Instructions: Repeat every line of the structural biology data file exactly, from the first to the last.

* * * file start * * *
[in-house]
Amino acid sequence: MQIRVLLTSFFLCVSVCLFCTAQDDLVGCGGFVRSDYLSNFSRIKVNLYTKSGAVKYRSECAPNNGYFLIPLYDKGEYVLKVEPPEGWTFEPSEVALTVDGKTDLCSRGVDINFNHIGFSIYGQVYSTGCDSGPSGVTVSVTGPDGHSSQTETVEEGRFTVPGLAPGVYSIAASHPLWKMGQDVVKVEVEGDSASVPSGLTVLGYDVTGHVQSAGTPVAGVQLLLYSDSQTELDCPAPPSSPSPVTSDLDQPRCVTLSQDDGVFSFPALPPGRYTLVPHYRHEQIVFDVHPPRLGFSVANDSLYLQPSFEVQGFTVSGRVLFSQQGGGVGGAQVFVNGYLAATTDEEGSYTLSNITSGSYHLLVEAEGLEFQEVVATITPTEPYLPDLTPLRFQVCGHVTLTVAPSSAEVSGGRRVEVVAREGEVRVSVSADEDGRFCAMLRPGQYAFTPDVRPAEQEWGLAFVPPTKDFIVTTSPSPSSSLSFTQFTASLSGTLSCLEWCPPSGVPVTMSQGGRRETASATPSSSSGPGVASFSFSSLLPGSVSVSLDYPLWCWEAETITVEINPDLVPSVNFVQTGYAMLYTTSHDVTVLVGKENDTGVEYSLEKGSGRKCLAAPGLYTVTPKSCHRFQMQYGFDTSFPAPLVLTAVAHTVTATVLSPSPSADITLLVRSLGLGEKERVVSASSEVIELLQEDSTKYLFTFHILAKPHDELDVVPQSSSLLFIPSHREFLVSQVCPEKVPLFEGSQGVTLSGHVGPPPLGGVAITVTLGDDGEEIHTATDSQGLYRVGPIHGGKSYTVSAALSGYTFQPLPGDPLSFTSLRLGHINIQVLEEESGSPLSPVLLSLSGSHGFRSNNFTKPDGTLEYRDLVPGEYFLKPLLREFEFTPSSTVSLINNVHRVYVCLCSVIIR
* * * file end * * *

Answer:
[in-house]
Amino acid sequence: MQIRVLLTSFFLCVSVCLFCTAQDDLVGCGGFVRSDYLSNFSRIKVNLYTKSGAVKYRSECAPNNGYFLIPLYDKGEYVLKVEPPEGWTFEPSEVALTVDGKTDLCSRGVDINFNHIGFSIYGQVYSTGCDSGPSGVTVSVTGPDGHSSQTETVEEGRFTVPGLAPGVYSIAASHPLWKMGQDVVKVEVEGDSASVPSGLTVLGYDVTGHVQSAGTPVAGVQLLLYSDSQTELDCPAPPSSPSPVTSDLDQPRCVTLSQDDGVFSFPALPPGRYTLVPHYRHEQIVFDVHPPRLGFSVANDSLYLQPSFEVQGFTVSGRVLFSQQGGGVGGAQVFVNGYLAATTDEEGSYTLSNITSGSYHLLVEAEGLEFQEVVATITPTEPYLPDLTPLRFQVCGHVTLTVAPSSAEVSGGRRVEVVAREGEVRVSVSADEDGRFCAMLRPGQYAFTPDVRPAEQEWGLAFVPPTKDFIVTTSPSPSSSLSFTQFTASLSGTLSCLEWCPPSGVPVTMSQGGRRETASATPSSSSGPGVASFSFSSLLPGSVSVSLDYPLWCWEAETITVEINPDLVPSVNFVQTGYAMLYTTSHDVTVLVGKENDTGVEYSLEKGSGRKCLAAPGLYTVTPKSCHRFQMQYGFDTSFPAPLVLTAVAHTVTATVLSPSPSADITLLVRSLGLGEKERVVSASSEVIELLQEDSTKYLFTFHILAKPHDELDVVPQSSSLLFIPSHREFLVSQVCPEKVPLFEGSQGVTLSGHVGPPPLGGVAITVTLGDDGEEIHTATDSQGLYRVGPIHGGKSYTVSAALSGYTFQPLPGDPLSFTSLRLGHINIQVLEEESGSPLSPVLLSLSGSHGFRSNNFTKPDGTLEYRDLVPGEYFLKPLLREFEFTPSSTVSLINNVHRVYVCLCSVIIR